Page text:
There are many types of real estate investments available. Residential can include single family rental homes, duplexes, trailer parks and small apartment complexes. Commercial properties include office buildings, retail or shopping centers, industrial buildings, hotels and larger apartment complexes. In addition to these, there is land speculation and a product called Real Estate Investment Trusts (REITs). REITs and land speculation are at opposite ends of the complexity spectrum for the real estate investor. Land speculation takes a great deal of patience and knowledge about the local market, emerging demographic trends, zoning and land development. REITs on the other hand are designed to allow the average investor to have real estate as part of their portfolio without the headaches of buying, managing and selling. REITs are available as shares of stock in groups of properties that are bought, managed and sold by the REIT. REITs provide the protection of a diverse portfolio of properties and the liquidity of owning stocks. REITs don’t give the investor any control over the properties and there are tax implications with REITs that differ from common stocks.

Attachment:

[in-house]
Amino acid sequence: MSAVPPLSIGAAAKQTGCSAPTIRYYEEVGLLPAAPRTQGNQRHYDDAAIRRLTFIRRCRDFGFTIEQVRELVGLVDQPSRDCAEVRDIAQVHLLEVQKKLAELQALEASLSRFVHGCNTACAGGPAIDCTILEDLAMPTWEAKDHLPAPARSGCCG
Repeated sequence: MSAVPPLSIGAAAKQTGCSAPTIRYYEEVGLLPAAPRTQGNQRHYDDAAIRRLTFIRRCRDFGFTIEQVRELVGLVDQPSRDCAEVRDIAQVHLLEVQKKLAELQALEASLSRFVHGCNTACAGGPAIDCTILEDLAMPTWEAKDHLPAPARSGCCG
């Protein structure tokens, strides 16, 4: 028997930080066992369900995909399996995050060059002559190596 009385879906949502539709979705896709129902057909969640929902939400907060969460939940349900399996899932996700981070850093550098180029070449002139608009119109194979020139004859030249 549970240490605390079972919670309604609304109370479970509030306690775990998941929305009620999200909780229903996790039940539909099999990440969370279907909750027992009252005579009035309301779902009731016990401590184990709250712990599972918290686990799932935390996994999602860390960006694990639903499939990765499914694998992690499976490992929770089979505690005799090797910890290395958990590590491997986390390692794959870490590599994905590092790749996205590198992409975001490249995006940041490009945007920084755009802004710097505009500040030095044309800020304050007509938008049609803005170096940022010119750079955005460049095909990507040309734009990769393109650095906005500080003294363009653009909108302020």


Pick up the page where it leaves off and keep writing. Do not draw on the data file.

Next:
Owning other types of commercial properties have differing levels of complexity and management requirements. Apartment complexes are very popular because they are easy to understand and can sometimes offer higher appreciation benefits than other property types. Apartments can also be much more management intensive. Hotels are considered difficult to manage but can be very profitable if the owner has hotel experience and understands the particular market in which they operate. Office buildings can also be management intensive but can offer reduced risk if there are many different tenants with varied lease expirations. Shopping centers are very popular with investors because they offer triple net leases where the tenants pay all the expenses and the ownership generally has no maintenance responsibility for the interior of the spaces. Industrial buildings usually house small businesses, are therefore quite stable and are also often set up on triple net leases so the ownership has minimal responsibilities. Commercial buildings come in both single and multi-tenant options. Single tenant office, retail and industrial buildings can offer greater income stability if there is a long term lease in place and the owner has an exit strategy for when the lease expires. Single tenant buildings have minimal management requirements but higher risk if a tenant vacates.